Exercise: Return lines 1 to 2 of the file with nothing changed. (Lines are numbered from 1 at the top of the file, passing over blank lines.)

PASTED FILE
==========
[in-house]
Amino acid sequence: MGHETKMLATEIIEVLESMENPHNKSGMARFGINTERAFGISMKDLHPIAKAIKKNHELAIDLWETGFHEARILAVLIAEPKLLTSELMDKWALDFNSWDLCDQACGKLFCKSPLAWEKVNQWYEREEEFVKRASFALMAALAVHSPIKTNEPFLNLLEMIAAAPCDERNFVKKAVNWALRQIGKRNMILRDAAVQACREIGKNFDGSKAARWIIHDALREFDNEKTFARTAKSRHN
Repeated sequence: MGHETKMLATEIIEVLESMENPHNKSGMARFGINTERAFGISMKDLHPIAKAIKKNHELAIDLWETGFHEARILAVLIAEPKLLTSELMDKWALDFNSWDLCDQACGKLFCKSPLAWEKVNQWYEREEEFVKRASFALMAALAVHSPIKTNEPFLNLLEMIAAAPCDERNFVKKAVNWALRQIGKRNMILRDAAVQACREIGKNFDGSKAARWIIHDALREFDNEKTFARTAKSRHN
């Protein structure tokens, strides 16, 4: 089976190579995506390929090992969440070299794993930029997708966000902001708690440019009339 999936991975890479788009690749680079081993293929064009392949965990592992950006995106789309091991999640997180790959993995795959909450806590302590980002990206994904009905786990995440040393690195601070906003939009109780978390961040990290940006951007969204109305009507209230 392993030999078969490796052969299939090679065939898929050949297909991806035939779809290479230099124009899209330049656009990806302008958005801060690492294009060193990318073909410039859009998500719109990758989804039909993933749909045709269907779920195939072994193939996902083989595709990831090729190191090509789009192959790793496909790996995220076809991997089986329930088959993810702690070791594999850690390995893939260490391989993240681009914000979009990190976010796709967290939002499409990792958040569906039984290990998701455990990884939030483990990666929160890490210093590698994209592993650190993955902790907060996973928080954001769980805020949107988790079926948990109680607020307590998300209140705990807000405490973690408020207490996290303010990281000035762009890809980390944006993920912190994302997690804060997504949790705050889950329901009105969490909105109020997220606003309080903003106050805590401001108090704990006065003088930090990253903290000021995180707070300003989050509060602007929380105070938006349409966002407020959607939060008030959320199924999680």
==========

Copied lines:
[in-house]
Amino acid sequence: MGHETKMLATEIIEVLESMENPHNKSGMARFGINTERAFGISMKDLHPIAKAIKKNHELAIDLWETGFHEARILAVLIAEPKLLTSELMDKWALDFNSWDLCDQACGKLFCKSPLAWEKVNQWYEREEEFVKRASFALMAALAVHSPIKTNEPFLNLLEMIAAAPCDERNFVKKAVNWALRQIGKRNMILRDAAVQACREIGKNFDGSKAARWIIHDALREFDNEKTFARTAKSRHN